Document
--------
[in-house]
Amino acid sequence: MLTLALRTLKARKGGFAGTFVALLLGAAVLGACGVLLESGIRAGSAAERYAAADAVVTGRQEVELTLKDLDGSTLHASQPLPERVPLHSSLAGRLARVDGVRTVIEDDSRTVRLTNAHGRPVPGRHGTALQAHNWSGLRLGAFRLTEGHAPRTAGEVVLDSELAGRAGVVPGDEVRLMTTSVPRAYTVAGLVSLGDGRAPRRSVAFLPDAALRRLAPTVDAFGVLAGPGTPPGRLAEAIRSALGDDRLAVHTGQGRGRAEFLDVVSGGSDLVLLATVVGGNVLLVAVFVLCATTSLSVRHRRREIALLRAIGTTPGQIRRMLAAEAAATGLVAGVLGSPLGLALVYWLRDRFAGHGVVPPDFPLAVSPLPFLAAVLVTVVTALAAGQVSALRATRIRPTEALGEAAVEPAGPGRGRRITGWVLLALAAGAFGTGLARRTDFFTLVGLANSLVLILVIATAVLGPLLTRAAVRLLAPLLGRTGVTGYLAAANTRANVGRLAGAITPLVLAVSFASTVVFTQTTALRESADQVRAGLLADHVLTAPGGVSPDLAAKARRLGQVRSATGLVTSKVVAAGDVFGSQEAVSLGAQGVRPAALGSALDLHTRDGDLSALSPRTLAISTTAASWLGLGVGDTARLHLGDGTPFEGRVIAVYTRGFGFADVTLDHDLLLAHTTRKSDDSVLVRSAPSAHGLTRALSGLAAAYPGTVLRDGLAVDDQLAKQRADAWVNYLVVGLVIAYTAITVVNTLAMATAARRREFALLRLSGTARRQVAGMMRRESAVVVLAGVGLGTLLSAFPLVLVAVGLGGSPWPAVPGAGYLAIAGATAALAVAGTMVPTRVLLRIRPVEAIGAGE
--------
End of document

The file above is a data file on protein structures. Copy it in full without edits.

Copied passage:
[in-house]
Amino acid sequence: MLTLALRTLKARKGGFAGTFVALLLGAAVLGACGVLLESGIRAGSAAERYAAADAVVTGRQEVELTLKDLDGSTLHASQPLPERVPLHSSLAGRLARVDGVRTVIEDDSRTVRLTNAHGRPVPGRHGTALQAHNWSGLRLGAFRLTEGHAPRTAGEVVLDSELAGRAGVVPGDEVRLMTTSVPRAYTVAGLVSLGDGRAPRRSVAFLPDAALRRLAPTVDAFGVLAGPGTPPGRLAEAIRSALGDDRLAVHTGQGRGRAEFLDVVSGGSDLVLLATVVGGNVLLVAVFVLCATTSLSVRHRRREIALLRAIGTTPGQIRRMLAAEAAATGLVAGVLGSPLGLALVYWLRDRFAGHGVVPPDFPLAVSPLPFLAAVLVTVVTALAAGQVSALRATRIRPTEALGEAAVEPAGPGRGRRITGWVLLALAAGAFGTGLARRTDFFTLVGLANSLVLILVIATAVLGPLLTRAAVRLLAPLLGRTGVTGYLAAANTRANVGRLAGAITPLVLAVSFASTVVFTQTTALRESADQVRAGLLADHVLTAPGGVSPDLAAKARRLGQVRSATGLVTSKVVAAGDVFGSQEAVSLGAQGVRPAALGSALDLHTRDGDLSALSPRTLAISTTAASWLGLGVGDTARLHLGDGTPFEGRVIAVYTRGFGFADVTLDHDLLLAHTTRKSDDSVLVRSAPSAHGLTRALSGLAAAYPGTVLRDGLAVDDQLAKQRADAWVNYLVVGLVIAYTAITVVNTLAMATAARRREFALLRLSGTARRQVAGMMRRESAVVVLAGVGLGTLLSAFPLVLVAVGLGGSPWPAVPGAGYLAIAGATAALAVAGTMVPTRVLLRIRPVEAIGAGE